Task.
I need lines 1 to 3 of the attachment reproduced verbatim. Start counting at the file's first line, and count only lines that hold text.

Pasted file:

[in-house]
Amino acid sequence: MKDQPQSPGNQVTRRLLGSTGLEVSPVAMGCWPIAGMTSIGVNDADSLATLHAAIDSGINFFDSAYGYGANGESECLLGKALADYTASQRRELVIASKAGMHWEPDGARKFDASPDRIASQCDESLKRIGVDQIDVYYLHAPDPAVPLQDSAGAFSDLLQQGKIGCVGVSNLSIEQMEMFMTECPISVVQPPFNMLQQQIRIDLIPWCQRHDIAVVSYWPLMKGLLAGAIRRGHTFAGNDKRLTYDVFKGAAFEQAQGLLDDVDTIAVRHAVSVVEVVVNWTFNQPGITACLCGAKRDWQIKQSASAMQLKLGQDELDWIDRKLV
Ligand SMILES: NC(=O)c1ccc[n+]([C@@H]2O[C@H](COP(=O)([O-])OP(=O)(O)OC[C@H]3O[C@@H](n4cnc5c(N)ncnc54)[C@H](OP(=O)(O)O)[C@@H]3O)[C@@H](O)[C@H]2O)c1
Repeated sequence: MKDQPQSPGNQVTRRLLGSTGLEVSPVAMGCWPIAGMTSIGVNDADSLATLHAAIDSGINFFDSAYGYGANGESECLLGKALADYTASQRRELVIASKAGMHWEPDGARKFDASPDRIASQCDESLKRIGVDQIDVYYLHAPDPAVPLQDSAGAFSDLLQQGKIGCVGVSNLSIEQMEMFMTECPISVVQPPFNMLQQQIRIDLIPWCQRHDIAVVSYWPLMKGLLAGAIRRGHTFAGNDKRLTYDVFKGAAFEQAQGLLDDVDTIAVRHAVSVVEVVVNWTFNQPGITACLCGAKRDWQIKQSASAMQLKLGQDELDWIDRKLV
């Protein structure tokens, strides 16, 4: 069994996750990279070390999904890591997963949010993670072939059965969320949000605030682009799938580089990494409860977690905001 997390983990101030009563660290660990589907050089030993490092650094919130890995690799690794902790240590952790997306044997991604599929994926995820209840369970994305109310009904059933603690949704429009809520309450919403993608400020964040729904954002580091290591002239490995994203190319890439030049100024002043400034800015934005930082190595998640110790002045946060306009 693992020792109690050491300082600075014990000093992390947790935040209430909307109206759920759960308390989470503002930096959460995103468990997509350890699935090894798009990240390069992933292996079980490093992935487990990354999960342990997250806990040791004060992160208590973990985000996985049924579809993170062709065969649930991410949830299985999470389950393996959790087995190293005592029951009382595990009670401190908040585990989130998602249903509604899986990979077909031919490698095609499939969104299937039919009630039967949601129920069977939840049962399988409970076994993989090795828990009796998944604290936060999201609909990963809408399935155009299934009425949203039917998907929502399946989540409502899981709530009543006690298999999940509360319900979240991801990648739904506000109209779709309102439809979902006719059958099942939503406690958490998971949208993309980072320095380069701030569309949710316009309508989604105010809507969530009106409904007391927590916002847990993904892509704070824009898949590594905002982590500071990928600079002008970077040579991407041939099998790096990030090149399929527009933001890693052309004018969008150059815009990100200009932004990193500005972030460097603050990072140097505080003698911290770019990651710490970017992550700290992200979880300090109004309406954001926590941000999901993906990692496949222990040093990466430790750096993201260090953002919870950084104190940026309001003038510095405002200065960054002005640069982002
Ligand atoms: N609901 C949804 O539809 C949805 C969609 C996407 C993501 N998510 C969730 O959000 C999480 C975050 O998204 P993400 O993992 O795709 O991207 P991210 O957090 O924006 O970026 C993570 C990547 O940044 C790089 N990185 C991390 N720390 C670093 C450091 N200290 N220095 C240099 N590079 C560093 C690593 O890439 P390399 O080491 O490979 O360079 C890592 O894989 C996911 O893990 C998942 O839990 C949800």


[in-house]
Amino acid sequence: MKDQPQSPGNQVTRRLLGSTGLEVSPVAMGCWPIAGMTSIGVNDADSLATLHAAIDSGINFFDSAYGYGANGESECLLGKALADYTASQRRELVIASKAGMHWEPDGARKFDASPDRIASQCDESLKRIGVDQIDVYYLHAPDPAVPLQDSAGAFSDLLQQGKIGCVGVSNLSIEQMEMFMTECPISVVQPPFNMLQQQIRIDLIPWCQRHDIAVVSYWPLMKGLLAGAIRRGHTFAGNDKRLTYDVFKGAAFEQAQGLLDDVDTIAVRHAVSVVEVVVNWTFNQPGITACLCGAKRDWQIKQSASAMQLKLGQDELDWIDRKLV
Ligand SMILES: NC(=O)c1ccc[n+]([C@@H]2O[C@H](COP(=O)([O-])OP(=O)(O)OC[C@H]3O[C@@H](n4cnc5c(N)ncnc54)[C@H](OP(=O)(O)O)[C@@H]3O)[C@@H](O)[C@H]2O)c1